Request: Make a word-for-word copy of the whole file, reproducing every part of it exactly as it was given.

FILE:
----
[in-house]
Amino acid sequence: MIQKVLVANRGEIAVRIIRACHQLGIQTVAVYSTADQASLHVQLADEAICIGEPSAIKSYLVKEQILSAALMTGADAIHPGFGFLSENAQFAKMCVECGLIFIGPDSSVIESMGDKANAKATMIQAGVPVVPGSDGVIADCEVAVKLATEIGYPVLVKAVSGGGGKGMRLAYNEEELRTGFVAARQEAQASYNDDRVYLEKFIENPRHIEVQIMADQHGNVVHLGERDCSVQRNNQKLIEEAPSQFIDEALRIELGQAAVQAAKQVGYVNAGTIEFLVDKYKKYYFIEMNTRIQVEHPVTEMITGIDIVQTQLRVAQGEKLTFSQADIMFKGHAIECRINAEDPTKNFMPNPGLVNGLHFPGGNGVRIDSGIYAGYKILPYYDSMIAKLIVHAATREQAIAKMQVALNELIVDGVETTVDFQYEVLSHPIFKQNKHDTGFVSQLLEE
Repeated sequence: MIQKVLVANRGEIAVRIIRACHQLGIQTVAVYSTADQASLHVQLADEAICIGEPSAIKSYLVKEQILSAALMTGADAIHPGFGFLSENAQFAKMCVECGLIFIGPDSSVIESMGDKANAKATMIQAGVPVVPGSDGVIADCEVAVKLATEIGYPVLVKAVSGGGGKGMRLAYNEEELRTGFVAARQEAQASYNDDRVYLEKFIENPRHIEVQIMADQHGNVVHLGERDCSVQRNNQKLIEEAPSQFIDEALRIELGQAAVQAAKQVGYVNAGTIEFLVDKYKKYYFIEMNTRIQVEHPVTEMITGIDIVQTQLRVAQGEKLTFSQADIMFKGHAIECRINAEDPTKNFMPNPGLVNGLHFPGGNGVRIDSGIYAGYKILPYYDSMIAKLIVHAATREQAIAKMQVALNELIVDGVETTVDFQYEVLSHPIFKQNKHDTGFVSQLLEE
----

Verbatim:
[in-house]
Amino acid sequence: MIQKVLVANRGEIAVRIIRACHQLGIQTVAVYSTADQASLHVQLADEAICIGEPSAIKSYLVKEQILSAALMTGADAIHPGFGFLSENAQFAKMCVECGLIFIGPDSSVIESMGDKANAKATMIQAGVPVVPGSDGVIADCEVAVKLATEIGYPVLVKAVSGGGGKGMRLAYNEEELRTGFVAARQEAQASYNDDRVYLEKFIENPRHIEVQIMADQHGNVVHLGERDCSVQRNNQKLIEEAPSQFIDEALRIELGQAAVQAAKQVGYVNAGTIEFLVDKYKKYYFIEMNTRIQVEHPVTEMITGIDIVQTQLRVAQGEKLTFSQADIMFKGHAIECRINAEDPTKNFMPNPGLVNGLHFPGGNGVRIDSGIYAGYKILPYYDSMIAKLIVHAATREQAIAKMQVALNELIVDGVETTVDFQYEVLSHPIFKQNKHDTGFVSQLLEE
Repeated sequence: MIQKVLVANRGEIAVRIIRACHQLGIQTVAVYSTADQASLHVQLADEAICIGEPSAIKSYLVKEQILSAALMTGADAIHPGFGFLSENAQFAKMCVECGLIFIGPDSSVIESMGDKANAKATMIQAGVPVVPGSDGVIADCEVAVKLATEIGYPVLVKAVSGGGGKGMRLAYNEEELRTGFVAARQEAQASYNDDRVYLEKFIENPRHIEVQIMADQHGNVVHLGERDCSVQRNNQKLIEEAPSQFIDEALRIELGQAAVQAAKQVGYVNAGTIEFLVDKYKKYYFIEMNTRIQVEHPVTEMITGIDIVQTQLRVAQGEKLTFSQADIMFKGHAIECRINAEDPTKNFMPNPGLVNGLHFPGGNGVRIDSGIYAGYKILPYYDSMIAKLIVHAATREQAIAKMQVALNELIVDGVETTVDFQYEVLSHPIFKQNKHDTGFVSQLLEE